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Mary Ruskey and Lori Aument on their design thinking class

Read about the design-thinking approach here.

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Learning By Doing

At Mercy Career & Technical High School, a two year old design thinking class develops entrepreneurs with an eye to solving real-world problems

At Mercy Career & Technical High School, a two year old design thinking class develops entrepreneurs with an eye to solving real-world problems

At the Brown ShopRite community room in North Philadelphia, three local chefs are preparing barbeque chicken for a crowd of shoppers, demonstrating how to prepare the summer classic in a healthier manner. As we nibble on samples, the chefs move on to the rest of their cookout menu: A vinegar-based broccoli slaw, and cherry tomato and red pepper pasta salad. Across the room, the chefs’ partners explain another part of their burgeoning business, Green Flow: A CSA-style box to be delivered to houses packed with produce from local gardens and farms and with recipes for healthy eating.

“We are a 100 percent zero waste business,” the entrepreneurs explain. “All of the packaging we use is biodegradable.”

The boxes—honeycomb-shaped to symbolize the ways bees come together to form a community hive—are not yet on the market. But then the entrepreneurs are not yet exactly  business people and chefs: They’re local high school students, from Mercy Career and Technical High School, a Catholic vocational school in North Philly. And their business plan is part of a unique experiment in project-based learning, using design thinking to solve real world problems while developing the skills for a career in business.

Founded in 1950, Mercy CTE is a project-based learning school that provides a non-traditional path to education in a variety of real-life fields—business, cosmetology, building, computer technology, culinary arts or nursing. Students learn about those fields in the classroom for two years, then spend their senior years in internships with area businesses or organizations so that by the time they graduate, they have a combination of academic and real-world experience.

Mostly, the projects students take on are solved in their classrooms. But business teachers Mary Ruskey and Lori Aument were inspired to rethink their courses by a trip they took with students to help rebuild houses in Mississippi in the wake of Hurricane Katrina. “Beyond the actual work the students were doing, we realized they were really connecting to people’s stories. Seeing the faces of the people you are helping is what actually makes you care,” Aument explains.

“Design thinking, put simply, is being able to connect directly with the people you are trying to serve,” says Ruskey. “When we used to teach this class we still had the service angle but I learned that instead of deciding what people need, we need to go out and talk to people who are in that situation, who have been in it, or those who work with that population.”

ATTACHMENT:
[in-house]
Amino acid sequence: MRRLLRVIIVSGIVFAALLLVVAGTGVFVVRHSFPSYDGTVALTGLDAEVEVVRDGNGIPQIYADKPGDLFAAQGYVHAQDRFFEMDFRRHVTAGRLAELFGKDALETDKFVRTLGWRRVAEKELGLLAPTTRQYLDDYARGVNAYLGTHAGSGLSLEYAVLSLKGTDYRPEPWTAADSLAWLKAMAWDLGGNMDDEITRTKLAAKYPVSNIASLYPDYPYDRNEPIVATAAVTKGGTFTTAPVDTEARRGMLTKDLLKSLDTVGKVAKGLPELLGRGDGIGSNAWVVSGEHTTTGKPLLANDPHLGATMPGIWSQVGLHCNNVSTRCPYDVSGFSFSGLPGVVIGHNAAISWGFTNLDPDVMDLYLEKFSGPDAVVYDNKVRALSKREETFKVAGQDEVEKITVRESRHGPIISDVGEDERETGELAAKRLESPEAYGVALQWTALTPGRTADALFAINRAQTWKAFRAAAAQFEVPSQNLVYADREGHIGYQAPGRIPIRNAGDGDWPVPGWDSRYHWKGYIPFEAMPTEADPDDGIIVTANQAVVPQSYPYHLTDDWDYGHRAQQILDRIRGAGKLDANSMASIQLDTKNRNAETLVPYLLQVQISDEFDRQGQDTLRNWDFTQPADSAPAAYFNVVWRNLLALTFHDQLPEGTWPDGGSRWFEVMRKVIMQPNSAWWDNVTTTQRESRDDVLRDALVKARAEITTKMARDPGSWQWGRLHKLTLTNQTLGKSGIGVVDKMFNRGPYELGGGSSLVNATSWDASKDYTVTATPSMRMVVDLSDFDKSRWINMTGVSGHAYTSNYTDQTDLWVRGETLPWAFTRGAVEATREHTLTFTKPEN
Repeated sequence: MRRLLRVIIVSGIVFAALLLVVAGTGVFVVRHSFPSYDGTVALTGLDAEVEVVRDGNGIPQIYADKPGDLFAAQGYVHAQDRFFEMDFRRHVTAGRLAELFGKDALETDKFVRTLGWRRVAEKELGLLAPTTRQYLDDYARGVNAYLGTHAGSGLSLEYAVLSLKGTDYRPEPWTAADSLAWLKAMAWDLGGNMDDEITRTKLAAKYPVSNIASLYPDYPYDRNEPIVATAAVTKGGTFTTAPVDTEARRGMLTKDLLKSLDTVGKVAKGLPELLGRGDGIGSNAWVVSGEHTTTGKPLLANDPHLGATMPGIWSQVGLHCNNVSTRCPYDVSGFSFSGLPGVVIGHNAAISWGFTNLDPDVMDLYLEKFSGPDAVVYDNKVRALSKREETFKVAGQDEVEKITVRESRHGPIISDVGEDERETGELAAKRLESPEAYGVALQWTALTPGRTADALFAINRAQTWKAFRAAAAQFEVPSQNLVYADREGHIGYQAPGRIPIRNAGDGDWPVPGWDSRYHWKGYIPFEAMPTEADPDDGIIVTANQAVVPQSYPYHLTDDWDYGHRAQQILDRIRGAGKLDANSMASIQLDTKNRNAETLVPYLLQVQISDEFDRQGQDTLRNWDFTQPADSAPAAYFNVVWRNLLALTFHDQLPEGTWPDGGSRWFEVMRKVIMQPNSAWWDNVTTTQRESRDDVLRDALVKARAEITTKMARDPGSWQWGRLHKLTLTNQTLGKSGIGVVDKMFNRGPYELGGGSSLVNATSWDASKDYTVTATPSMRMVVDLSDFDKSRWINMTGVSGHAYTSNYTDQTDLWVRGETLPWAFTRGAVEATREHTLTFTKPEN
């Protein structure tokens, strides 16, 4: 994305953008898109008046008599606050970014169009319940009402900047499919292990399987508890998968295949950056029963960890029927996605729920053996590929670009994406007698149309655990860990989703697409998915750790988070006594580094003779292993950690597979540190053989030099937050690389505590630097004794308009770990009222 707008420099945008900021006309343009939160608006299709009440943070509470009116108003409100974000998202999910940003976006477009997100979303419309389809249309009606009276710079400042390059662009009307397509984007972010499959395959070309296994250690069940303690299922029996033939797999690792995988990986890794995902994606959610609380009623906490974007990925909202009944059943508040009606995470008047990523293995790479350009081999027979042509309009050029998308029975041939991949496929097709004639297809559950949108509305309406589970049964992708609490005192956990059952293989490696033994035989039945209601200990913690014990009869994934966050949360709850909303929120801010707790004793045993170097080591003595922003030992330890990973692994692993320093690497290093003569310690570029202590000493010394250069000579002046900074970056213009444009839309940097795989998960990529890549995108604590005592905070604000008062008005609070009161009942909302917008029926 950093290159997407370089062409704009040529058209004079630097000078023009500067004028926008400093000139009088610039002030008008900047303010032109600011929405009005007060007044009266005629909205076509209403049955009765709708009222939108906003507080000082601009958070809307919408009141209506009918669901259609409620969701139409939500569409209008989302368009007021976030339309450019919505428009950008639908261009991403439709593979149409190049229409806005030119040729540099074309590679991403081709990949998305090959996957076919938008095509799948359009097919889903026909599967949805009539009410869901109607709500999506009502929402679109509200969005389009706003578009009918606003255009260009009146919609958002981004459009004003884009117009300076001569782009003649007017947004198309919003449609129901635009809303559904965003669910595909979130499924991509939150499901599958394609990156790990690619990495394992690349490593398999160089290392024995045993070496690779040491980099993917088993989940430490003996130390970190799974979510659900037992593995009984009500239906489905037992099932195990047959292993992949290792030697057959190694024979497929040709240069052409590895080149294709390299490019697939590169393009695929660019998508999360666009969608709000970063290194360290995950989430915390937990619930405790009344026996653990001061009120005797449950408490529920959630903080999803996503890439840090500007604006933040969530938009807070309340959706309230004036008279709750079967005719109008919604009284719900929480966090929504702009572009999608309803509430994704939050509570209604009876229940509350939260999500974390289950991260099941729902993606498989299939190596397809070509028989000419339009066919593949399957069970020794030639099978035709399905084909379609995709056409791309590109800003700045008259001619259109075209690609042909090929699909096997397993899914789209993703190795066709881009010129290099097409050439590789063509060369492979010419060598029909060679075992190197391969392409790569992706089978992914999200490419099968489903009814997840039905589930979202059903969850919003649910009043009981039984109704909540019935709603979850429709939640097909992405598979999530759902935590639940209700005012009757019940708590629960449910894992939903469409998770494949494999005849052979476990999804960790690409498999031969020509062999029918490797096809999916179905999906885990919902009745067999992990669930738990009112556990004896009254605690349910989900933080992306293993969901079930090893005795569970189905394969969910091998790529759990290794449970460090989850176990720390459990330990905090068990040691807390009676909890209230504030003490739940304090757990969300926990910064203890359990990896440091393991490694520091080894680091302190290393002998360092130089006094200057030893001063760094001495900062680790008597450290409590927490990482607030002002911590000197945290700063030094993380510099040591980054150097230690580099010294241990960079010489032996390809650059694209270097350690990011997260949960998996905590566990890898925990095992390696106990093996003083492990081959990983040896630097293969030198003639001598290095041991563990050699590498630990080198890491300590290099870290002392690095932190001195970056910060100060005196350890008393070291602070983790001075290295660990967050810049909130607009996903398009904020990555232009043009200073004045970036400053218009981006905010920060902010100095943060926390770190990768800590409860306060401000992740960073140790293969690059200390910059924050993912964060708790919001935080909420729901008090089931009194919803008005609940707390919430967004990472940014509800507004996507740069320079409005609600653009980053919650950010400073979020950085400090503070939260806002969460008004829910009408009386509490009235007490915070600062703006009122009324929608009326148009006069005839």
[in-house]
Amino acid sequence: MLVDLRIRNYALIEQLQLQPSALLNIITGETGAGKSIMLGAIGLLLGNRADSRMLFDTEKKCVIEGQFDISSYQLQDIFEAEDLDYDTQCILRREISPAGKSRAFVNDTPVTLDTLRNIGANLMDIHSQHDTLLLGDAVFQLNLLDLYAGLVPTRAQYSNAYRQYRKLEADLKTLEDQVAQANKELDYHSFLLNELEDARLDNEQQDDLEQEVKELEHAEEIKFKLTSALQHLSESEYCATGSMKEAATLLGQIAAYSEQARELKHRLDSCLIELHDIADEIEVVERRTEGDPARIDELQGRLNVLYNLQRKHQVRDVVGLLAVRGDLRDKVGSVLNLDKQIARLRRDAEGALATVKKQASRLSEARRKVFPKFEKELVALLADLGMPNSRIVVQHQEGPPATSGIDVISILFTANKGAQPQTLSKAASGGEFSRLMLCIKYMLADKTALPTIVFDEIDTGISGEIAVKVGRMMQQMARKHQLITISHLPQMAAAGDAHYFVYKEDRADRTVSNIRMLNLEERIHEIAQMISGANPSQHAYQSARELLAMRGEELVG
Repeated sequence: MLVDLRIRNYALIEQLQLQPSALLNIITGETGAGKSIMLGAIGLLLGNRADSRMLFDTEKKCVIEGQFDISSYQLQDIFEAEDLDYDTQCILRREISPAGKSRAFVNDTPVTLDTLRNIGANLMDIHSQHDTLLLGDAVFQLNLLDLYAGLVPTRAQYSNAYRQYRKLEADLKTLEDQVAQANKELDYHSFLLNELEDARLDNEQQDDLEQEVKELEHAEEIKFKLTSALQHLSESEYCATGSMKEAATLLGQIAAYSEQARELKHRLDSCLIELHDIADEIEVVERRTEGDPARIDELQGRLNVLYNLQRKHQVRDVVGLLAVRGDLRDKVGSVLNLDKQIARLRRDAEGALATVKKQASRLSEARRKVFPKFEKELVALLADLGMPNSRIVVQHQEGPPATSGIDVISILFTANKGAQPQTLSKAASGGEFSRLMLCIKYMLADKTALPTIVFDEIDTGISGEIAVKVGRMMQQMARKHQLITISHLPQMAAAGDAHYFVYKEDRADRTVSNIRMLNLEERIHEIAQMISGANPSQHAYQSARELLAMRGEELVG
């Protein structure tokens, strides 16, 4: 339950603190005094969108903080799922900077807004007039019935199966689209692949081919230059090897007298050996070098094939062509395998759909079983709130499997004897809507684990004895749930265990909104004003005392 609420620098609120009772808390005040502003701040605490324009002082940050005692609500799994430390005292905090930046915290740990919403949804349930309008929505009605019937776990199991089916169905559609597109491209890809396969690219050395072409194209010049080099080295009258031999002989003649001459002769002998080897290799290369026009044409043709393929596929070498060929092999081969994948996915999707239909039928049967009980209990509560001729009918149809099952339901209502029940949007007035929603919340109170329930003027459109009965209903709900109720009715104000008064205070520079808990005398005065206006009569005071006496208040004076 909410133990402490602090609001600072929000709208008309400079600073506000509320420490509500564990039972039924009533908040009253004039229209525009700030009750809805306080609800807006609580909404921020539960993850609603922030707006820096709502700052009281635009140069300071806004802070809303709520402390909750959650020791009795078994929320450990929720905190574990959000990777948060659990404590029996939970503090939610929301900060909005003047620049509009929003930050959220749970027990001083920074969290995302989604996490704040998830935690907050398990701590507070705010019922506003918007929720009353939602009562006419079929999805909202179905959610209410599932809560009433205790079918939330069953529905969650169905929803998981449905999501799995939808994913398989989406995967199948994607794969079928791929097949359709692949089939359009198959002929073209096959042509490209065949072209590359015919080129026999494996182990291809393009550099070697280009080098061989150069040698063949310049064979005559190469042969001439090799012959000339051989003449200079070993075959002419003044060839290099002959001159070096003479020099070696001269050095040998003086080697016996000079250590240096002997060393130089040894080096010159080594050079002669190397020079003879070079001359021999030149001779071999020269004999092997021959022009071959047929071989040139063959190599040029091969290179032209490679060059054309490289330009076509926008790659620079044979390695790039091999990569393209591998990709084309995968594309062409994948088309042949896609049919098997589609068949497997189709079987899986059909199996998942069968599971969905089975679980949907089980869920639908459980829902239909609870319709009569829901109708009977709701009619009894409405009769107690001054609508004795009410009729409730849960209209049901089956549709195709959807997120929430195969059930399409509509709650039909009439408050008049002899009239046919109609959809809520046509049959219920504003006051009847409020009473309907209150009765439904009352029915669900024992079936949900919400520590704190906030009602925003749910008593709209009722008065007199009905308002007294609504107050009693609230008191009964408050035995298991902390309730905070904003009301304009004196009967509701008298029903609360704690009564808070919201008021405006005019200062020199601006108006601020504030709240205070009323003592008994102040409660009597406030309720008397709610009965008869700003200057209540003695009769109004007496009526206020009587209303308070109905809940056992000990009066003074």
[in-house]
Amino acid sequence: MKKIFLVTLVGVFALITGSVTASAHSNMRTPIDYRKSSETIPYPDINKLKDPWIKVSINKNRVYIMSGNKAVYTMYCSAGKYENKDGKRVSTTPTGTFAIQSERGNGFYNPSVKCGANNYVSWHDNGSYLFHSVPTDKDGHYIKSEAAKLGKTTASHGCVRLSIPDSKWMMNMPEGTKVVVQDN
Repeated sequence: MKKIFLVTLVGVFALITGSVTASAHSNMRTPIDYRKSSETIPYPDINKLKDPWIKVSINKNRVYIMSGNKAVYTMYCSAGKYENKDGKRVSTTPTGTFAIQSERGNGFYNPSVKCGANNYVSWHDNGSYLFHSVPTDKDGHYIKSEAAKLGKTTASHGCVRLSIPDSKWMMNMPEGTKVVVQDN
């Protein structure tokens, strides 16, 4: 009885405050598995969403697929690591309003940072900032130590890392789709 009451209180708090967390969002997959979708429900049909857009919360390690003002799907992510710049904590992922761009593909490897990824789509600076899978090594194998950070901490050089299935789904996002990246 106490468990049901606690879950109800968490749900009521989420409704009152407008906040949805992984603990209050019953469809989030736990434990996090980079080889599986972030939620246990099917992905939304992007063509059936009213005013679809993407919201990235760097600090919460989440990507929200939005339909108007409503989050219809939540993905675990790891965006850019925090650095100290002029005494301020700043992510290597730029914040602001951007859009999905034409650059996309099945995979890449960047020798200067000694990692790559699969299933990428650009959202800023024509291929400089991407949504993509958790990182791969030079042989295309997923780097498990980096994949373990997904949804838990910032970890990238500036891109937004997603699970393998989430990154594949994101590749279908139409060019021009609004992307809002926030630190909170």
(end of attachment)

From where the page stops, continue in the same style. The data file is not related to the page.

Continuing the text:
Soon after, the teachers went to graduate school at Drexel University, where they first delved into the idea of design thinking, a process that uses empathy, experimentation and interaction with real customers to create innovative solutions to problems. They came out wondering how they could combine the worlds of business, project-based learning and design thinking together.

“Design thinking, put simply, is being able to connect directly with the people you are trying to serve,” says Ruskey. “When we used to teach this class we still had the service angle but I learned that instead of deciding what people need, we need to go out and talk to people who are in that situation, who have been in it, or those who work with that population.”

In 2015, the teachers launched IMPACT Philly, a design thinking class with the 13 to 15 sophomores who had chosen the business track at Mercy. For the first year, the students came up with an issue they all wanted to address: Homelessness. The students were then divided into groups of three to five to come up with a project that would serve as a solution to the problem. One group thought about creating scarves to give to the homeless to stay warm. But after the class visited the young people at Covenant House, they made a slight alteration: They decided their business would make scarves with a hidden pocket so the homeless would have a place to store their valuables.

After the initial phases of researching and generating ideas, the students in Ruskey and Aument’s class begin prototyping their actual product with real people working in these fields. The scarf students collaborated with fashion design students at Philadelphia University to hone their product and decide what fabric would work best for their purpose.

“We want to teach youth how to help themselves make those connections,” Ruskey says. “Their sophomore year we teach them how to research those involved in the field, how to make phone calls, write emails, and how to talk about their businesses. We then just support them as they actually do the work themselves.” The students finished the scarves with pockets and delivered them to Covenant House at the end of the year.